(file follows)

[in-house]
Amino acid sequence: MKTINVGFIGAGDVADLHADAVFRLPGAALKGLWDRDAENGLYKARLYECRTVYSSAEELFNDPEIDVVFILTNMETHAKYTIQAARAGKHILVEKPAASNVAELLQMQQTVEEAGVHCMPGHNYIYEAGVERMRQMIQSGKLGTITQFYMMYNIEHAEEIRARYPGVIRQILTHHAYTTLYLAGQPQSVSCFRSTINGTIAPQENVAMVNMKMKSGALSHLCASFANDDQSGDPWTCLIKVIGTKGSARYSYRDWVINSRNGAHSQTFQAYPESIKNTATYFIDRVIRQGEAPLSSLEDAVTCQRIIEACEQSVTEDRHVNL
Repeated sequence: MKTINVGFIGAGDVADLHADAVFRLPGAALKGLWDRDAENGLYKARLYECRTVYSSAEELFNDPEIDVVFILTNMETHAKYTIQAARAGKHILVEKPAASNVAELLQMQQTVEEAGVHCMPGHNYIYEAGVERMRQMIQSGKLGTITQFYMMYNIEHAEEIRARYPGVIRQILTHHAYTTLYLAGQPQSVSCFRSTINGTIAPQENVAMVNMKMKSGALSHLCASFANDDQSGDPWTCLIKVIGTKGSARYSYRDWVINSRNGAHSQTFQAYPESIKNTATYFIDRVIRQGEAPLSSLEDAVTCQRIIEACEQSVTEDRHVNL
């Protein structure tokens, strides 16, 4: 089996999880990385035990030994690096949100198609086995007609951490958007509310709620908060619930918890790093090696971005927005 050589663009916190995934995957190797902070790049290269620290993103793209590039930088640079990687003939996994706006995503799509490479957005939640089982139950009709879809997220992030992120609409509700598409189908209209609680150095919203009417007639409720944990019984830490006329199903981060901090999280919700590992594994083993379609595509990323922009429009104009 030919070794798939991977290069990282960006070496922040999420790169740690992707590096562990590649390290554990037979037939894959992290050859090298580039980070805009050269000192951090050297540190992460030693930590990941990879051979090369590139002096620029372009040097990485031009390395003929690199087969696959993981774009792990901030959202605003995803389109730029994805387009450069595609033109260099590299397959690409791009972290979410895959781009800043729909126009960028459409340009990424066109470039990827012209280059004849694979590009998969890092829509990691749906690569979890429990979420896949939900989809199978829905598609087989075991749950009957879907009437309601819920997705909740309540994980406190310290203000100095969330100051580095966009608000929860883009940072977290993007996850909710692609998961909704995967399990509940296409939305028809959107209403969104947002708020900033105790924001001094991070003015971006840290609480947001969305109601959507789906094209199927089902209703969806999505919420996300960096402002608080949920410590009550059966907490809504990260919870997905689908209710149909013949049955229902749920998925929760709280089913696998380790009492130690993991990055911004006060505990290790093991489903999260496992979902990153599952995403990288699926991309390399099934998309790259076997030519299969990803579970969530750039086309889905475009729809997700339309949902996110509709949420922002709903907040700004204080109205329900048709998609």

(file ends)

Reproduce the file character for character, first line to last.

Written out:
[in-house]
Amino acid sequence: MKTINVGFIGAGDVADLHADAVFRLPGAALKGLWDRDAENGLYKARLYECRTVYSSAEELFNDPEIDVVFILTNMETHAKYTIQAARAGKHILVEKPAASNVAELLQMQQTVEEAGVHCMPGHNYIYEAGVERMRQMIQSGKLGTITQFYMMYNIEHAEEIRARYPGVIRQILTHHAYTTLYLAGQPQSVSCFRSTINGTIAPQENVAMVNMKMKSGALSHLCASFANDDQSGDPWTCLIKVIGTKGSARYSYRDWVINSRNGAHSQTFQAYPESIKNTATYFIDRVIRQGEAPLSSLEDAVTCQRIIEACEQSVTEDRHVNL
Repeated sequence: MKTINVGFIGAGDVADLHADAVFRLPGAALKGLWDRDAENGLYKARLYECRTVYSSAEELFNDPEIDVVFILTNMETHAKYTIQAARAGKHILVEKPAASNVAELLQMQQTVEEAGVHCMPGHNYIYEAGVERMRQMIQSGKLGTITQFYMMYNIEHAEEIRARYPGVIRQILTHHAYTTLYLAGQPQSVSCFRSTINGTIAPQENVAMVNMKMKSGALSHLCASFANDDQSGDPWTCLIKVIGTKGSARYSYRDWVINSRNGAHSQTFQAYPESIKNTATYFIDRVIRQGEAPLSSLEDAVTCQRIIEACEQSVTEDRHVNL
């Protein structure tokens, strides 16, 4: 089996999880990385035990030994690096949100198609086995007609951490958007509310709620908060619930918890790093090696971005927005 050589663009916190995934995957190797902070790049290269620290993103793209590039930088640079990687003939996994706006995503799509490479957005939640089982139950009709879809997220992030992120609409509700598409189908209209609680150095919203009417007639409720944990019984830490006329199903981060901090999280919700590992594994083993379609595509990323922009429009104009 030919070794798939991977290069990282960006070496922040999420790169740690992707590096562990590649390290554990037979037939894959992290050859090298580039980070805009050269000192951090050297540190992460030693930590990941990879051979090369590139002096620029372009040097990485031009390395003929690199087969696959993981774009792990901030959202605003995803389109730029994805387009450069595609033109260099590299397959690409791009972290979410895959781009800043729909126009960028459409340009990424066109470039990827012209280059004849694979590009998969890092829509990691749906690569979890429990979420896949939900989809199978829905598609087989075991749950009957879907009437309601819920997705909740309540994980406190310290203000100095969330100051580095966009608000929860883009940072977290993007996850909710692609998961909704995967399990509940296409939305028809959107209403969104947002708020900033105790924001001094991070003015971006840290609480947001969305109601959507789906094209199927089902209703969806999505919420996300960096402002608080949920410590009550059966907490809504990260919870997905689908209710149909013949049955229902749920998925929760709280089913696998380790009492130690993991990055911004006060505990290790093991489903999260496992979902990153599952995403990288699926991309390399099934998309790259076997030519299969990803579970969530750039086309889905475009729809997700339309949902996110509709949420922002709903907040700004204080109205329900048709998609």